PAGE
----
Getting there: Take the express ferry from Bodø to Svolvaer.
Where to stay: Camp in a cabin next to the Austnesfjord, or stay in a rorbu (fisherman’s shack) at Nusfjord Arctic Resort.

Long-distance bike tours in Norway

There are 10 National Cycle Routes and three Eurovelo routes – part of a pan-European network for serious adventure cyclists – but only some sections are signposted and the final National route is still on the drawing board.

Norway has several long-distance bike routes
Pic: Brataffe (CC)

For these to be fun you need to be fit, experienced, take a tent and have done solid forward planning – the weather can be extreme and shops few and far between.

Family-friendly cycling in Norway

The alpine tourism resort of Geilo, three hours by train from Bergen, has an awesome bike arena and wide, family-friendly trails among the dirt- and pump tracks. A traffic-free 10km tour around Ustedalsfjorden starts at Geilojordet, and you can make a day of it with a swim and a barbecue – there are built-in grills at several picnic places.

Even families can go cycling in Norway
Pic: Tarje Sælen Lavik (CC)

Many of Norway’s long-distance cycling routes have a shorter section you can ride, perfect for beginners or smaller legs. In Jotunheimen (‘Land of the Giants’) National Park between Bergen and Oslo, for example, the Mjølkevegen Family Route is a 11km taster of the 250km tour (see above) across the undulating Stølsvidda high plateau.

Alternatively, skip the hill climbs and take the easy way up when you can. You can take bikes on the cable car from Rjukan up to the Hardangervidda plateau (886 metres above sea level), famous for its herds of reindeer roaming free.

A 30km pedal along a well-signposted, gravel cycle path brings you to the Kalhovd Turisthytte, good for dinner and an overnight stay. If you’d like everything organised, packages are available.

Top tips for a cycling holiday in Norway

So now we’ve whetted your appetite and you’ve chosen the tour that suits your abilities and activity inclinations, here are some handy tips to know before you get started.

Planning your route

The Norwegian Cyclists’ Association (Syklistenes Landsforening) is a good starting point – click on ‘turer’ and filter rides by distance, location and type of ride (grønne sykkelrouter = green bike paths; familievennlig = family friendly).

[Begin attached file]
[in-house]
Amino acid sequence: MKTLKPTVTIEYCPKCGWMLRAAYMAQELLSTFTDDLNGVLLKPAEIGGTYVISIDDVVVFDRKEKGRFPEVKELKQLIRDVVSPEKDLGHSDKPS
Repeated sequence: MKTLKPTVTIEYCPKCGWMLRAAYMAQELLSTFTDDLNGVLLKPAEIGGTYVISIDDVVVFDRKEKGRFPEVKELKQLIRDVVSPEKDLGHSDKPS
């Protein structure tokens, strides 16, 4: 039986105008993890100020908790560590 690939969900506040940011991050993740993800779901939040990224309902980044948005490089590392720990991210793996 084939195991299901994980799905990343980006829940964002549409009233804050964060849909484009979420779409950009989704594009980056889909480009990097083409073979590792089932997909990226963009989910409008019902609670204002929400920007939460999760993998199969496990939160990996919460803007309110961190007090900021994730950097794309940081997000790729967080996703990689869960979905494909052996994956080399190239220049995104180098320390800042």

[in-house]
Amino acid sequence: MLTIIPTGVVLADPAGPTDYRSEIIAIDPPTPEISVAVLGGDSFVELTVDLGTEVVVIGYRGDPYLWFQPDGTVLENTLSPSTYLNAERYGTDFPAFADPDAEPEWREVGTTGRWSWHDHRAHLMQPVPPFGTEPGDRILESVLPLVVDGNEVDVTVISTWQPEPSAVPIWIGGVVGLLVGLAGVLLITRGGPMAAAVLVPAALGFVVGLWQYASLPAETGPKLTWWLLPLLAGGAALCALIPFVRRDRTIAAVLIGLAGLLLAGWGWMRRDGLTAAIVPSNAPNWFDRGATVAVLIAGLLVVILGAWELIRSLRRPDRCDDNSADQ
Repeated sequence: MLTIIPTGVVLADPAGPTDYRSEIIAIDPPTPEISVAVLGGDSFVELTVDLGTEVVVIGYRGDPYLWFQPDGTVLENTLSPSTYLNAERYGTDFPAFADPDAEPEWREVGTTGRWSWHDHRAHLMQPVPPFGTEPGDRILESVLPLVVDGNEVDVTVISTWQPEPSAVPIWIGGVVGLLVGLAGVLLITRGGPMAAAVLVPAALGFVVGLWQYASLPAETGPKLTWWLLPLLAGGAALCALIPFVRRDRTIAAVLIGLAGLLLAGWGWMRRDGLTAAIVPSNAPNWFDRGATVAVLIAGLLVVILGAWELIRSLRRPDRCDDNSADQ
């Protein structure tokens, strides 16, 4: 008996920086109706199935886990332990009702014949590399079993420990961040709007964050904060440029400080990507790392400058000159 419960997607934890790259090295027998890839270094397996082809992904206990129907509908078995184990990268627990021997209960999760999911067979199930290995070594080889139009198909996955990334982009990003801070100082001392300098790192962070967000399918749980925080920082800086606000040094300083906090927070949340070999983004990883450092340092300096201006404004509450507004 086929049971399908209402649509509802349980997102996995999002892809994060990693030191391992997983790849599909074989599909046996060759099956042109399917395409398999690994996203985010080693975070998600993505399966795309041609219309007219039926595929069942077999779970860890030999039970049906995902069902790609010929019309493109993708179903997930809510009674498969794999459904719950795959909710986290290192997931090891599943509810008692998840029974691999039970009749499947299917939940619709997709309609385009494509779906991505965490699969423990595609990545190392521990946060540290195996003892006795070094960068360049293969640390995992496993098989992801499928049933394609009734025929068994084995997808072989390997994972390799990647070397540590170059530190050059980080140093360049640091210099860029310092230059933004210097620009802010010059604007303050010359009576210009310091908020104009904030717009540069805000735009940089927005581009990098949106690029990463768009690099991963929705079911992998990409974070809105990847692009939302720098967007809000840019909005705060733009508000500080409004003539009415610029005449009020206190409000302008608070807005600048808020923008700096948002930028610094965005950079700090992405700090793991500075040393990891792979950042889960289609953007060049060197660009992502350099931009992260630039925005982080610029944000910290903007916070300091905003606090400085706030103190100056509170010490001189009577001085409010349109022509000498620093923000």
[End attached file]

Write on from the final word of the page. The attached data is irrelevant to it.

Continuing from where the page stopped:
Norway’s cycling rules of the road

  • Cycle on the right – and give way to those coming from your right.
  • Road tunnels – you can’t always pedal through these and, trust us, you wouldn’t want to as they’re dark, noisy and filled with exhaust fumes. has a useful map which shows the tunnels you are and aren’t allowed to cycle through.
  • Cycling on the pavement is okay if it’s not busy – but adapt your speed and give pedestrians right of way.
  • Cycling on motorways is a no-no – you must not cycle on dual carriageways either.
  • A bicycle helmet is recommended in Norway, but not mandatory.

Taking a bike on public transport

You pay a flat fee to take bikes on local and intercity trains – reservations are obligatory on the latter (bikes travel in the guard’s van or bike wagon at the rear of the train).

You can take bikes on the trains, buses and ferriers in Norway
Pic: Ian Cochrane (CC)

Many bus companies will let you stash your bike in the boot at the discretion of the driver – they’ll charge a child’s fare or half the adult fare to take a bike. There’s usually no need to book a place for bikes on local ferries, but you will need to on Norled Express and Hurtigruten services.

Don’t forget insurance

You are strongly advised to get travel insurance on any cycling holiday – both for medical purposes and in case your bike or any of your equipment is damaged or stolen.

There are some reasonably priced policies available – always shop around, make sure you get adequate cover and ask for a couple of quotes. Check that cycling and your bikes are covered – some policies include casual cycling, but not cycle touring – and add on extra bike cover, if necessary. World Nomads provides travel insurance for travelers in over 100 countries. As an affiliate, we receive a fee when you get a quote from World Nomads using this link. We do not represent World Nomads. This is information only and not a recommendation to buy travel insurance.

Travel insurance for Scandinavia

See also:
8 great hikes in Norway
Cycling in Sweden: what you need to know
Cycling in Copenhagen